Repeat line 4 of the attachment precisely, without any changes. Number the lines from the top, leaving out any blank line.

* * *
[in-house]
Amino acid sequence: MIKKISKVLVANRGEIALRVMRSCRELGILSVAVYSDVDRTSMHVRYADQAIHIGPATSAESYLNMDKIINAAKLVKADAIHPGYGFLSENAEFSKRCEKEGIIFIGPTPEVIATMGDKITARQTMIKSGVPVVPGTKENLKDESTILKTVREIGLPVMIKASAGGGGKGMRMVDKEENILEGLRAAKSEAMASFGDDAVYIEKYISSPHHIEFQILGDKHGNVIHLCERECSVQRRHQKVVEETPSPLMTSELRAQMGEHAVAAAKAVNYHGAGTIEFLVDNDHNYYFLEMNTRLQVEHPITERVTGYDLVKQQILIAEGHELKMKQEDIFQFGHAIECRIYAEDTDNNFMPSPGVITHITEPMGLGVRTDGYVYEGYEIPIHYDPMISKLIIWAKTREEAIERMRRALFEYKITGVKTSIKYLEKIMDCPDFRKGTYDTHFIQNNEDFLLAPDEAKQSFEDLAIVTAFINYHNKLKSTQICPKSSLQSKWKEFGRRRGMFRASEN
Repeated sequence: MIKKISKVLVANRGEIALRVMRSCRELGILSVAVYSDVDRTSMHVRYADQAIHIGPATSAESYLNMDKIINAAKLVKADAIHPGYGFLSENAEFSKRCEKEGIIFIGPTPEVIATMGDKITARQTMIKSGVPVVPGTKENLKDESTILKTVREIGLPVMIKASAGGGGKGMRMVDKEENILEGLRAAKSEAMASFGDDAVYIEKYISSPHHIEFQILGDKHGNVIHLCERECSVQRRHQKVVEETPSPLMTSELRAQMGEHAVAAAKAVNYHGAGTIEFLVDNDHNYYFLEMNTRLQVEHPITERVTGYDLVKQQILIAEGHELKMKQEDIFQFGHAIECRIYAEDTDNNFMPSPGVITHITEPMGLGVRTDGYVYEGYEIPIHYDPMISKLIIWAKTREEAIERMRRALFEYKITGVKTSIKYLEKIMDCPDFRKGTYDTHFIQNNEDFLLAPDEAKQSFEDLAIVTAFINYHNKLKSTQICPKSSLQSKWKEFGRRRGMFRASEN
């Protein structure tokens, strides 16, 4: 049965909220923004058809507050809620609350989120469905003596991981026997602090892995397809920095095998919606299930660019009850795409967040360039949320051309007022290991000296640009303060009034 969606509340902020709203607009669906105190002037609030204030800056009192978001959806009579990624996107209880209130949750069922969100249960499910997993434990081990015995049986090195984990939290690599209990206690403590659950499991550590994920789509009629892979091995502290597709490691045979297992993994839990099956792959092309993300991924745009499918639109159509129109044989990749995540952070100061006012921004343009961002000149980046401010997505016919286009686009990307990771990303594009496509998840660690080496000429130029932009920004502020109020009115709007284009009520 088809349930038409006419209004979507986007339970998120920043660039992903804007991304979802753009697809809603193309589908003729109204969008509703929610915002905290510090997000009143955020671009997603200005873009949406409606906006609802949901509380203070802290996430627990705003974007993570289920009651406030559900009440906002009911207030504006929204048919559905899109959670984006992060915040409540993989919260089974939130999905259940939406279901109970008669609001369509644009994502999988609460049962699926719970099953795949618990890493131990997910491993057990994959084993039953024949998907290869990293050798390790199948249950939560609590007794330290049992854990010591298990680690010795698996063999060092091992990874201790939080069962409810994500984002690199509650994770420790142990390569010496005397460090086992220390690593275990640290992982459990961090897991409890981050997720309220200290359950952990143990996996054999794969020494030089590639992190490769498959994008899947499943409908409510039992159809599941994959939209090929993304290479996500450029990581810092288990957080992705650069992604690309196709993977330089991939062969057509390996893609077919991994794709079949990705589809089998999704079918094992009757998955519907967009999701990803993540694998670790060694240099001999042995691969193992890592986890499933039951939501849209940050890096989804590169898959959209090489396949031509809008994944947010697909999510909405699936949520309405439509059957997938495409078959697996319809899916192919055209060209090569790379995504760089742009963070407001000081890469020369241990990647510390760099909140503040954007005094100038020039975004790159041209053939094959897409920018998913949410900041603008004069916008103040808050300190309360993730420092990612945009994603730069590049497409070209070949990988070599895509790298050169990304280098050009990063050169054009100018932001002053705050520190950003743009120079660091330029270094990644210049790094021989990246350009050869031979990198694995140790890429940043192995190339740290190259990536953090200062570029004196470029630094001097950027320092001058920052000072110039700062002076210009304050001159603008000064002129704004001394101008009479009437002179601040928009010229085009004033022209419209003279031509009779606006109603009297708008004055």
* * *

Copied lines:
């Protein structure tokens, strides 16, 4: 049965909220923004058809507050809620609350989120469905003596991981026997602090892995397809920095095998919606299930660019009850795409967040360039949320051309007022290991000296640009303060009034 969606509340902020709203607009669906105190002037609030204030800056009192978001959806009579990624996107209880209130949750069922969100249960499910997993434990081990015995049986090195984990939290690599209990206690403590659950499991550590994920789509009629892979091995502290597709490691045979297992993994839990099956792959092309993300991924745009499918639109159509129109044989990749995540952070100061006012921004343009961002000149980046401010997505016919286009686009990307990771990303594009496509998840660690080496000429130029932009920004502020109020009115709007284009009520 088809349930038409006419209004979507986007339970998120920043660039992903804007991304979802753009697809809603193309589908003729109204969008509703929610915002905290510090997000009143955020671009997603200005873009949406409606906006609802949901509380203070802290996430627990705003974007993570289920009651406030559900009440906002009911207030504006929204048919559905899109959670984006992060915040409540993989919260089974939130999905259940939406279901109970008669609001369509644009994502999988609460049962699926719970099953795949618990890493131990997910491993057990994959084993039953024949998907290869990293050798390790199948249950939560609590007794330290049992854990010591298990680690010795698996063999060092091992990874201790939080069962409810994500984002690199509650994770420790142990390569010496005397460090086992220390690593275990640290992982459990961090897991409890981050997720309220200290359950952990143990996996054999794969020494030089590639992190490769498959994008899947499943409908409510039992159809599941994959939209090929993304290479996500450029990581810092288990957080992705650069992604690309196709993977330089991939062969057509390996893609077919991994794709079949990705589809089998999704079918094992009757998955519907967009999701990803993540694998670790060694240099001999042995691969193992890592986890499933039951939501849209940050890096989804590169898959959209090489396949031509809008994944947010697909999510909405699936949520309405439509059957997938495409078959697996319809899916192919055209060209090569790379995504760089742009963070407001000081890469020369241990990647510390760099909140503040954007005094100038020039975004790159041209053939094959897409920018998913949410900041603008004069916008103040808050300190309360993730420092990612945009994603730069590049497409070209070949990988070599895509790298050169990304280098050009990063050169054009100018932001002053705050520190950003743009120079660091330029270094990644210049790094021989990246350009050869031979990198694995140790890429940043192995190339740290190259990536953090200062570029004196470029630094001097950027320092001058920052000072110039700062002076210009304050001159603008000064002129704004001394101008009479009437002179601040928009010229085009004033022209419209003279031509009779606006109603009297708008004055």